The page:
Gutenberg 3.4 was recently released with “a multitude of improvements when converting existing content to blocks,” a REST API search controller, additional documentation, and more than a dozen bug fixes.
Gary Pendergast also shared a sample plugin on Github that shows how to convert existing shortcodes into shiny new Gutenberg blocks.
Brady Vercher has created a Gutenberg block for editing and displaying code with syntax highlighting.
Easy Digital Downloads is creating Gutenberg blocks and has a Github repo for their latest work on the EDD Blocks plugin.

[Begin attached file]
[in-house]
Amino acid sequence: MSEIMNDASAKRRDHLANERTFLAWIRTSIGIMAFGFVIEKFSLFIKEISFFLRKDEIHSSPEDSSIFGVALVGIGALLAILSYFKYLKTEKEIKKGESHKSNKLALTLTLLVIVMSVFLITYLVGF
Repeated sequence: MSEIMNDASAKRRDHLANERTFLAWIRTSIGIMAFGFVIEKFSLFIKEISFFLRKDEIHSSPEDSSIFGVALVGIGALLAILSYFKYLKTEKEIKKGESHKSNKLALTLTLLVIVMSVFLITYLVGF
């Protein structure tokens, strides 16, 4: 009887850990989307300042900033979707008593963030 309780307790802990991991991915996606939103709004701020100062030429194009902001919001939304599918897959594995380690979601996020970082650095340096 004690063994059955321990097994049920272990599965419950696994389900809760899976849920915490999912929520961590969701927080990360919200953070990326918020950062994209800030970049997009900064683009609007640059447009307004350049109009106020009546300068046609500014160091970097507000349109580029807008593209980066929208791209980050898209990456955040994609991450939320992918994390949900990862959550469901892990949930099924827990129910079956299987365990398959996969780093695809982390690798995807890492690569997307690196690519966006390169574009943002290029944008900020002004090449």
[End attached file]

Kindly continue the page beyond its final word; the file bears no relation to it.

Spencer Green wrote about Gutenberg and compatibility with Advanced Custom Fields. If you are on the latest version of ACF, Spencer says there should be no problems with Gutenberg being used. However, that doesn’t mean you shouldn’t start testing now — and make sure all your non-Gutenberg plugins are updated too.
There is an official page devoted to Gutenberg on WordPress.org now, complete with an (almost) fully functional demo of Gutenberg. This page is primarily for the public, and it’s already been effective from my observations in communicating what Gutenberg is and how it works to those who are learning about it for the first time.